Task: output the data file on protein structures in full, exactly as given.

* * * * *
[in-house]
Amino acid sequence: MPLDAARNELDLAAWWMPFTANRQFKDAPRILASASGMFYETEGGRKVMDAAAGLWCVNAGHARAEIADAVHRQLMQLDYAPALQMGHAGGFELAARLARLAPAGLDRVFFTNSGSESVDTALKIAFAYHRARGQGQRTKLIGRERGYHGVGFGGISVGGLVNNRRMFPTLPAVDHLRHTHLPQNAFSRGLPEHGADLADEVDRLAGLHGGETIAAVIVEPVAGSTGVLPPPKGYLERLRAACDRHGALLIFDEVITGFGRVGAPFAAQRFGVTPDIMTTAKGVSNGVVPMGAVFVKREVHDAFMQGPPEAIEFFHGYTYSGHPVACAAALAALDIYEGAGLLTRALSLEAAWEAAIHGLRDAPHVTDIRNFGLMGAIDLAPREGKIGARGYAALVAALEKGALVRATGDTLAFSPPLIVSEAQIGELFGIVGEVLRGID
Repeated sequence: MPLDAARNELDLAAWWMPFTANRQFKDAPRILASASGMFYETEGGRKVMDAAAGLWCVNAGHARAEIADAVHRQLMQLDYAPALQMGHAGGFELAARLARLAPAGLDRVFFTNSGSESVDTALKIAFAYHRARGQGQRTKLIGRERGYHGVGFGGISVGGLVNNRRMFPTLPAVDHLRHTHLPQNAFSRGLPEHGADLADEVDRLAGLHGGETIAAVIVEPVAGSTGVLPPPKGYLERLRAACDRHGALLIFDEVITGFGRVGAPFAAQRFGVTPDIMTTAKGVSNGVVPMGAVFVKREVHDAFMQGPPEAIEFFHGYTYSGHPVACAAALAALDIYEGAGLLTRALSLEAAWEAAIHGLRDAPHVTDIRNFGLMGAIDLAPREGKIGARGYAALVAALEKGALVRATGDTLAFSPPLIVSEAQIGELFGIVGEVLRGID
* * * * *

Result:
[in-house]
Amino acid sequence: MPLDAARNELDLAAWWMPFTANRQFKDAPRILASASGMFYETEGGRKVMDAAAGLWCVNAGHARAEIADAVHRQLMQLDYAPALQMGHAGGFELAARLARLAPAGLDRVFFTNSGSESVDTALKIAFAYHRARGQGQRTKLIGRERGYHGVGFGGISVGGLVNNRRMFPTLPAVDHLRHTHLPQNAFSRGLPEHGADLADEVDRLAGLHGGETIAAVIVEPVAGSTGVLPPPKGYLERLRAACDRHGALLIFDEVITGFGRVGAPFAAQRFGVTPDIMTTAKGVSNGVVPMGAVFVKREVHDAFMQGPPEAIEFFHGYTYSGHPVACAAALAALDIYEGAGLLTRALSLEAAWEAAIHGLRDAPHVTDIRNFGLMGAIDLAPREGKIGARGYAALVAALEKGALVRATGDTLAFSPPLIVSEAQIGELFGIVGEVLRGID
Repeated sequence: MPLDAARNELDLAAWWMPFTANRQFKDAPRILASASGMFYETEGGRKVMDAAAGLWCVNAGHARAEIADAVHRQLMQLDYAPALQMGHAGGFELAARLARLAPAGLDRVFFTNSGSESVDTALKIAFAYHRARGQGQRTKLIGRERGYHGVGFGGISVGGLVNNRRMFPTLPAVDHLRHTHLPQNAFSRGLPEHGADLADEVDRLAGLHGGETIAAVIVEPVAGSTGVLPPPKGYLERLRAACDRHGALLIFDEVITGFGRVGAPFAAQRFGVTPDIMTTAKGVSNGVVPMGAVFVKREVHDAFMQGPPEAIEFFHGYTYSGHPVACAAALAALDIYEGAGLLTRALSLEAAWEAAIHGLRDAPHVTDIRNFGLMGAIDLAPREGKIGARGYAALVAALEKGALVRATGDTLAFSPPLIVSEAQIGELFGIVGEVLRGID